I am so close to getting this, but it just isn't right. All I would like to do is remove the character r from a string. The problem is, there is more than one instance of r in the string. However, it is always the character at index 4 (so the 5th character).

Example string: crt/r2002_2

What I want: crt/2002_2

This replace function removes both r

mystring.replace(/r/g, '')

Produces: ct/2002_2

I tried this function:

String.prototype.replaceAt = function (index, char) {
    return this.substr(0, index) + char + this.substr(index + char.length);
mystring.replaceAt(4, '')

It only works if I replace it with another character. It will not simply remove it.

Any thoughts?

  • What's the problem here, the "r"-s were all removed weren't they? Oct 18, 2019 at 10:23
  • No the first one wasn't
    – Capt 171
    Oct 22, 2021 at 5:55

22 Answers 22

var mystring = "crt/r2002_2";
mystring = mystring.replace('/r','/');

will replace /r with / using String.prototype.replace.

Alternatively you could use regex with a global flag (as suggested by Erik Reppen & Sagar Gala, below) to replace all occurrences with

mystring = mystring.replace(/\/r/g, '/');

EDIT: Since everyone's having so much fun here and user1293504 doesn't seem to be coming back any time soon to answer clarifying questions, here's a method to remove the Nth character from a string:

String.prototype.removeCharAt = function (i) {
    var tmp = this.split(''); // convert to an array
    tmp.splice(i - 1 , 1); // remove 1 element from the array (adjusting for non-zero-indexed counts)
    return tmp.join(''); // reconstruct the string


Since user1293504 used the normal count instead of a zero-indexed count, we've got to remove 1 from the index, if you wish to use this to replicate how charAt works do not subtract 1 from the index on the 3rd line and use tmp.splice(i, 1) instead.

  • 4
    The fourth character is not necessarily a "/"
    – jak.b
    Jan 12, 2019 at 14:42
  • 1
    This function works perfectly with one correction. I changed tmp.splice(i - 1 , 1); to tmp.splice(i , 1);
    – StevenJe
    Feb 12, 2021 at 17:04

A simple functional javascript way would be

mystring = mystring.split('/r').join('/')

simple, fast, it replace globally and no need for functions or prototypes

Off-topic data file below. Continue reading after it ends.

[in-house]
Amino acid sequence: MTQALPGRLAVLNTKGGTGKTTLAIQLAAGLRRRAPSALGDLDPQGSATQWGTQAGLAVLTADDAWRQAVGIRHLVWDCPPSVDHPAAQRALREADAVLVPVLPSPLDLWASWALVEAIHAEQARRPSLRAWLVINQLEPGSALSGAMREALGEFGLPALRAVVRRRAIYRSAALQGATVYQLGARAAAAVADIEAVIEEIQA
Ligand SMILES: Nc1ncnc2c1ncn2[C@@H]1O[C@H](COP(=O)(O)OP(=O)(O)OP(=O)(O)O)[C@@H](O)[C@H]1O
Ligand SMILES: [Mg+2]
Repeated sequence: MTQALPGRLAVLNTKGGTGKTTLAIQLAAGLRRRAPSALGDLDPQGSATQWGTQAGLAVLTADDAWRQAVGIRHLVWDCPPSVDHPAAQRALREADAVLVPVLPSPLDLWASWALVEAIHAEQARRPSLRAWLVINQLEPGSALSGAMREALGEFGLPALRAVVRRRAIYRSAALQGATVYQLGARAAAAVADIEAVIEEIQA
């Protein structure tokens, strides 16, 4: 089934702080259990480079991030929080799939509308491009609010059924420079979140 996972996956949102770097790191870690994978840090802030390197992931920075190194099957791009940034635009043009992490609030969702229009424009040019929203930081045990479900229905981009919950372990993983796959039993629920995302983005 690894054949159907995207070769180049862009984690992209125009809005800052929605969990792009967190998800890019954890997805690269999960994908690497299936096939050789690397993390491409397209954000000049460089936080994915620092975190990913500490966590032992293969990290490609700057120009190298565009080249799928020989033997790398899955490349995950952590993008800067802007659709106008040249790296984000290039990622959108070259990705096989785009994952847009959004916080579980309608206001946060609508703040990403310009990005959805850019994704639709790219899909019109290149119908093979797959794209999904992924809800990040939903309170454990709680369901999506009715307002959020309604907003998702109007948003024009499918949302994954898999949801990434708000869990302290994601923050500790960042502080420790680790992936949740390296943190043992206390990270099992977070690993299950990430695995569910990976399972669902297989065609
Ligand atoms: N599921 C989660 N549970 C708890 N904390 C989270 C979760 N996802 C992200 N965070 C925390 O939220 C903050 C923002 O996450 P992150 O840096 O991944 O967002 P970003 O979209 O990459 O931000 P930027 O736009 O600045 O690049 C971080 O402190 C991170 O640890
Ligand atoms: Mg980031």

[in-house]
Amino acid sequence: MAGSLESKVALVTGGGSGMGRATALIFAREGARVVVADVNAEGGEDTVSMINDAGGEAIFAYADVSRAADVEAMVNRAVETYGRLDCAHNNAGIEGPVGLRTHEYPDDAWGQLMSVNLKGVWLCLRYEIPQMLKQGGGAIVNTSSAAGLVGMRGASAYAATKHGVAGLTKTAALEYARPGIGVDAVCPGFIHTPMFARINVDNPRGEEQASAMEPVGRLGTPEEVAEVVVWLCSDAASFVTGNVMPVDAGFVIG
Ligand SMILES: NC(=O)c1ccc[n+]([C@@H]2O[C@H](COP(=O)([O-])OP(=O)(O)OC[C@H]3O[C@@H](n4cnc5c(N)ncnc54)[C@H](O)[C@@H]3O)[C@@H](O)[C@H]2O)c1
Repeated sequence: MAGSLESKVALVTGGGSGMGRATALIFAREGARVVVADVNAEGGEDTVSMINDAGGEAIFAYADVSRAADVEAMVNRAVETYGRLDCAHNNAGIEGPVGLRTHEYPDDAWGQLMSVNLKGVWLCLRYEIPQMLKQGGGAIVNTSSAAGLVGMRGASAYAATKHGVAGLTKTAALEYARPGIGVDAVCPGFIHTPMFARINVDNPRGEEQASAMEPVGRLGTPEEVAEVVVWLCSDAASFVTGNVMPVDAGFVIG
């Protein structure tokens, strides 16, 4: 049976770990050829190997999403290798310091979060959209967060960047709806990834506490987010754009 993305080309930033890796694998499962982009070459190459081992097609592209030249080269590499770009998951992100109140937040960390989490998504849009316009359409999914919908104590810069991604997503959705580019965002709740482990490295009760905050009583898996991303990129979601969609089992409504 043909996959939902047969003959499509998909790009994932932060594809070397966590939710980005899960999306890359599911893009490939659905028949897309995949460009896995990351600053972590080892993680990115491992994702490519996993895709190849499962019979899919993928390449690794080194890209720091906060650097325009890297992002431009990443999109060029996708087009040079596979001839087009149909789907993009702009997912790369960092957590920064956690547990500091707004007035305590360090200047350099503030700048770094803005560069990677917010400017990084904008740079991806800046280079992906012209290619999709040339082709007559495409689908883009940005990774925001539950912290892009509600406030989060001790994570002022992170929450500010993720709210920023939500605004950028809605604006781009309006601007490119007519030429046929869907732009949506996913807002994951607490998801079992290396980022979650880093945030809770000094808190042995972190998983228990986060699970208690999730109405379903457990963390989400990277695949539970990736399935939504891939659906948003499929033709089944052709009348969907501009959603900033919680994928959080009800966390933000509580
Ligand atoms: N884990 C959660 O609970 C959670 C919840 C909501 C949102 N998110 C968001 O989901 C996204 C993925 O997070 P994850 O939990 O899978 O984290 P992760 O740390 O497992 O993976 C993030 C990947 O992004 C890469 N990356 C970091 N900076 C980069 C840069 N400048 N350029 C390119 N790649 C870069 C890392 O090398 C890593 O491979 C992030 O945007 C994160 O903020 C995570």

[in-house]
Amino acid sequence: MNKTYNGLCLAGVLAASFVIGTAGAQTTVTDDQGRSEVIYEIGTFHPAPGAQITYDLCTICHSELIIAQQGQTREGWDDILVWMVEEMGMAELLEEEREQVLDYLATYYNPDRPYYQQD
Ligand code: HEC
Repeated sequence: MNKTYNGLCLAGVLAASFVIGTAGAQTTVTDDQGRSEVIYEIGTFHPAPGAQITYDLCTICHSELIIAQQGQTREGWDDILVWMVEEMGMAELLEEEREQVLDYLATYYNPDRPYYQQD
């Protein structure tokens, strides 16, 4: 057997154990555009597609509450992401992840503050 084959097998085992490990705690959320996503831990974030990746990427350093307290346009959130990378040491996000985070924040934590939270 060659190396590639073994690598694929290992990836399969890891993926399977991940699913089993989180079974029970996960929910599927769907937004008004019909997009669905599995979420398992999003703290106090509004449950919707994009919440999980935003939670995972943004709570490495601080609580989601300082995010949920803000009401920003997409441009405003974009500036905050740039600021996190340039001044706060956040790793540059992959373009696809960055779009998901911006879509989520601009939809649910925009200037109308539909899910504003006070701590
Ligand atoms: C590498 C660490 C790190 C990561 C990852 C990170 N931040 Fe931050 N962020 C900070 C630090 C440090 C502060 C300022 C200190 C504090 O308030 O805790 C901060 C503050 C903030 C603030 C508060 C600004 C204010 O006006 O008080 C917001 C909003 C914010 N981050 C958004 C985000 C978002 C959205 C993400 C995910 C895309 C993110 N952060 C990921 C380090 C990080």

• 3
    It works great for me. While i try mystring = mystring.replace('/r','/'); it only converts the first corrector, rest of them are as it is. Aug 21, 2015 at 5:16
  • 2
    The fourth character is not necessarily a '/'
    – jak.b
    Jan 12, 2019 at 15:19
  • 1
    anyway according to tests (stackoverflow.com/questions/50463850/…) unless youre writting a high performance (10k operations per sec) javascript the performance difference is not an issue or "high price to pay" so i dont see how exactly your comment contribute to the solution
    – Strife86
    May 27, 2019 at 17:01
  • 1
    Aside from being inefficient (and a function like this may be used iteratively on long lists where it matters) this doesn't answer the OP's question which depends on index, not on the preceding character.
    – aamarks
    Jul 22, 2019 at 17:39

There's always the string functions, if you know you're always going to remove the fourth character:

str.slice(0, 4) + str.slice(5, str.length)
  • This does not work when removing first or last character
    – TekTimmy
    Mar 15, 2018 at 9:39
  • 4
    @TekTimmy Why not? str.slice(0, 0) + str.slice(1, str.length) removes the first and str.slice(0, str.length-1) + str.slice(str.length, str.length) removes the last. (Of course you would remove the redundant parts if you know you're always removing the first or last, but if they're variables they work just as well as any other index.)
    – JJJ
    Nov 17, 2018 at 14:14
  • 2
    There's an extra ) at the end. Mar 15, 2021 at 13:14

Your first func is almost right. Just remove the 'g' flag which stands for 'global' (edit) and give it some context to spot the second 'r'.

Edit: didn't see it was the second 'r' before so added the '/'. Needs \/ to escape the '/' when using a regEx arg. Thanks for the upvotes but I was wrong so I'll fix and add more detail for people interested in understanding the basics of regEx better but this would work:

mystring.replace(/\/r/, '/')

Now for the excessive explanation:

When reading/writing a regEx pattern think in terms of: <a character or set of charcters> followed by <a character or set of charcters> followed by <...

In regEx <a character or set of charcters> could be one at a time:

/each char in this pattern/

So read as e, followed by a, followed by c, etc...

Or a single <a character or set of charcters> could be characters described by a character class:

//any one of these
//anything but one of the chars following '^' (very useful/performance enhancing btw)

Or expanded on to match a quantity of characters (but still best to think of as a single element in terms of the sequential pattern):

//precisely two 'a' chars - matches identically as /aa/ would

//1-3 matches of 'a' or 'A'